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No videos for two weeks...I was starting to have withdrawal spasms. Nice shooter.
 

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No videos for two weeks?

I uploaded one on Friday and one on Sunday...
My stupid YouTube account was on the fritz. Just saw them after your post.
 

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The handle is an awesome addition. Are you allowed to attach a full size bayonet in Germany?
 

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I have a similar pistol crossbow. Very cool!
I have to use two hand and my knee to cock mine, so you pretty much demonstrated how damn strong you are. You did it with such ease!
 

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Sure, I can attach a bihander longsword if I wanted to. But no pocket light. Go figure.
Are police the only ones allowed to attach lights in this manner?
 

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Sure, I can attach a bihander longsword if I wanted to. But no pocket light. Go figure.
There are stupid laws that are made by politicians who are ignorant about real life. Out here in California you can not own anything labeled a club; war club, billy club etc., but you can buy all the baseball bats you want. Also blowguns are illegal here too. The only reason for these laws seams to because they could.
 

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That's just awesome. Exactly what it needed! lol

But it needs one more thing: exploding bolts. They make aluminum shaft bolts for these things that are the same size as the plastic ones. They are hollow, with a screw-in field tip. I tested this, and it works. Apologies ahead of time for mixing metric and English measures.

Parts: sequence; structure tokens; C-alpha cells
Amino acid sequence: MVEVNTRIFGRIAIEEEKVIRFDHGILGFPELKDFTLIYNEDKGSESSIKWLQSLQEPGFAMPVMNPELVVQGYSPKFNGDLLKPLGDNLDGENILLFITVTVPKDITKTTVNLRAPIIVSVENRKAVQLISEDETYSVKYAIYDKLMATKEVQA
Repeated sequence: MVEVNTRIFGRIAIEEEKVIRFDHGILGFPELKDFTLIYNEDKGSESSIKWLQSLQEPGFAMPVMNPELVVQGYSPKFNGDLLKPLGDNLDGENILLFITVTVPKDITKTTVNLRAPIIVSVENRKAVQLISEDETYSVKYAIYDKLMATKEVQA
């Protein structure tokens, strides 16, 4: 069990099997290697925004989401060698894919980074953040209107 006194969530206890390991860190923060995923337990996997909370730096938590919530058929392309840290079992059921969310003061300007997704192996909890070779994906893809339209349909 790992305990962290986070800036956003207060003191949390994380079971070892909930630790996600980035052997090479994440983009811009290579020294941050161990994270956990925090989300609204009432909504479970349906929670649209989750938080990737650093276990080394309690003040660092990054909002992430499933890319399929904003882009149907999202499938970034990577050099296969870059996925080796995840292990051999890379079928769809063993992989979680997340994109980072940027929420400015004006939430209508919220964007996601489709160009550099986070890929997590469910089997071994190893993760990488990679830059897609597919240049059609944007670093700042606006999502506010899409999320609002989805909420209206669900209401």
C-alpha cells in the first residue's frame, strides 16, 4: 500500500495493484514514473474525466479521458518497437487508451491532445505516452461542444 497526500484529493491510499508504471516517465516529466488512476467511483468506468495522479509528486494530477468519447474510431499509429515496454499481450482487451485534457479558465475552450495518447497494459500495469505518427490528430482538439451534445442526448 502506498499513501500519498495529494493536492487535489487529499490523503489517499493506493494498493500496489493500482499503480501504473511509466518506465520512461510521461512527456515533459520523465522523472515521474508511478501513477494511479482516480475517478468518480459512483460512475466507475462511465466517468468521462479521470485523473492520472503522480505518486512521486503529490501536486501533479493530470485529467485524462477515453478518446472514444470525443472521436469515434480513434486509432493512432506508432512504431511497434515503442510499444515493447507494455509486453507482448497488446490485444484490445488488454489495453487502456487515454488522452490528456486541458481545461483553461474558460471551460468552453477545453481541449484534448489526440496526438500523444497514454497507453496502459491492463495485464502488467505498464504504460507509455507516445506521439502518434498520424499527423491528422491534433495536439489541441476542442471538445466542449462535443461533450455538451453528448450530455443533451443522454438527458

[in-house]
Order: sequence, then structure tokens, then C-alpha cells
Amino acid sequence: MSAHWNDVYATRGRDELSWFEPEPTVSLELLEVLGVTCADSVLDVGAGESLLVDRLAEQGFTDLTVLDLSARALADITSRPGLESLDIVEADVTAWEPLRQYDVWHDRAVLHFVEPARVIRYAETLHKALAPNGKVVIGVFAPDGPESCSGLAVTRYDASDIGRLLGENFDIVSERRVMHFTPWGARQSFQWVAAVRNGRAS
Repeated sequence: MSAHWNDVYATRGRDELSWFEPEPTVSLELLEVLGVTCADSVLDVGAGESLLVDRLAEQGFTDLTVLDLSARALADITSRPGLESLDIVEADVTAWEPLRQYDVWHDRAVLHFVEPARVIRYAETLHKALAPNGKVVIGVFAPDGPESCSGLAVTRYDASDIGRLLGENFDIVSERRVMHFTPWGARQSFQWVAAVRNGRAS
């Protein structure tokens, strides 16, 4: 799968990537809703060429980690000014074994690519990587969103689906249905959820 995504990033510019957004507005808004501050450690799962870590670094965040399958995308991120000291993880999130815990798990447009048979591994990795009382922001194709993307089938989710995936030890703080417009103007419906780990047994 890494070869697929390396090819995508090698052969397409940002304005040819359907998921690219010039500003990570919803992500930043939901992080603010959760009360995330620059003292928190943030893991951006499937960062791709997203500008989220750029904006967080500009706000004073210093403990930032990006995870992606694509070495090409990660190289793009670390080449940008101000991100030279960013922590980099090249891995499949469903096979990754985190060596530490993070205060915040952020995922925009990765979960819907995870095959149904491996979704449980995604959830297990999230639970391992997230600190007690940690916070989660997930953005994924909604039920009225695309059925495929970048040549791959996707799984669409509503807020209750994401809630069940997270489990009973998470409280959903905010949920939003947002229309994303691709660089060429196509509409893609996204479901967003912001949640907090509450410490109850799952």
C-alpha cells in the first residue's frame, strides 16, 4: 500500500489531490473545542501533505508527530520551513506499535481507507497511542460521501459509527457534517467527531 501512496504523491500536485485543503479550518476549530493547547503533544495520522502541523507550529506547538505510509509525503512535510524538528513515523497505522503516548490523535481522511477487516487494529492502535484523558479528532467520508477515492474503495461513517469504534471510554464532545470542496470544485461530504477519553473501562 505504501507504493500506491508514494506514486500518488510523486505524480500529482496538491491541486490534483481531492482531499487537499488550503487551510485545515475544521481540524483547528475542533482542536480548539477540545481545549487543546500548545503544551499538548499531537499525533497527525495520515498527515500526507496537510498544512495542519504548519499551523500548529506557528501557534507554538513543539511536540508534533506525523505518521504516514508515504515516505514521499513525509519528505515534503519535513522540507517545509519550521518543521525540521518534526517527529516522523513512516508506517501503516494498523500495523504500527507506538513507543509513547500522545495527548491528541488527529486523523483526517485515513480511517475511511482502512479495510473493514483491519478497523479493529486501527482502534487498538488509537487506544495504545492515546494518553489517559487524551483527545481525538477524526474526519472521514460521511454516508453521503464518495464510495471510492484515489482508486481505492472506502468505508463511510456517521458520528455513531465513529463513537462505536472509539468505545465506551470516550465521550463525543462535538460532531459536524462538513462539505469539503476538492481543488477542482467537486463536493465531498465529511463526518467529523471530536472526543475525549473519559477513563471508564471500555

The materials:
- Aluminum pistol crossbow bolt(s)
- 35mm 6d finish (small head) nails
- 4mm common nails or steel rod
- Roll of caps (for children's toy cap gun)
- Masking tape
- Gunpowder and/or flash powder

Tools:
- Dremel with cutting wheel
- Electric drill
- .12" drill bit

The steps:

1. Remove the field tip and set it aside. You won't use it for this project.
2. Remove the plastic rear vane piece from the aluminum tube.
3. Cut 1/2" off the end of the vane that gets inserted into the tube.
4. Drill a tiny 5mm deep hole straight into in the flat spot you just cut.
5. Insert a 6d 35mm finish nail into the hole. If it is loose, drop in some glue.
6. Using a dab of glue, re-insert the vane into the aluminum tube.
7. When that dries, drill a tiny hole near the rear of the aluminum tube. The hole should be purpendicular to the plastic 'feathers'.
8. Using glue, insert wire (or a tiny nail) into that hole. Cut flush with the tube.

That all prepares the 'shell' of the exploding bolt.
Now we prepare the 'head':

9. Cut a 35mm section of the 4mm nail/rod. One end should be cut flat, the other may be cut as a pointed tip.
10. Cut a cap from the roll. Cut diagonally, to allow as much paper to accompany it as possible.
11. Using masking tape, tape the cap to the flat end of the arrow 'head' you have made. Tape around the perimeter of the head, keeping the cap exposed. Use enough tape to make the head fit sorta snugly into the tube, but not so snugly that it is difficult to push in with your fingers.
12. Fill the tube with gun/flash powder, up to the head of the nail inside.
13. Insert the flat 'cap' end of the arrow head into the tube. Push it slowly, all the way in. When it contacts the nail and stops, pull it out approximately two millimeters.

Your exploding bolt is now ready! The amount of powder in it is roughly equal to that found in a .380 ACP round. I tested this on heavy duty cardboard boxes. Be extremely careful, as on impact it propels the 'head' straight out into the target and creates flying aluminum and plastic shrapnel. Once the vane shot straight back at me (hence the subsequent care in ensuring it stays connected to the tube), so use eye protection. Be sure that no one is in the target line, or near the target when it hits.

It would be waaaay cool to see Jeorg rapid-fire seven of these. :). I've been using them with an NCstar self-cocking compound xbow with shoulder stock, but will definitely get an all-metal Cobra and add a magazine and foregrip to it.
 

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Discussion Starter #33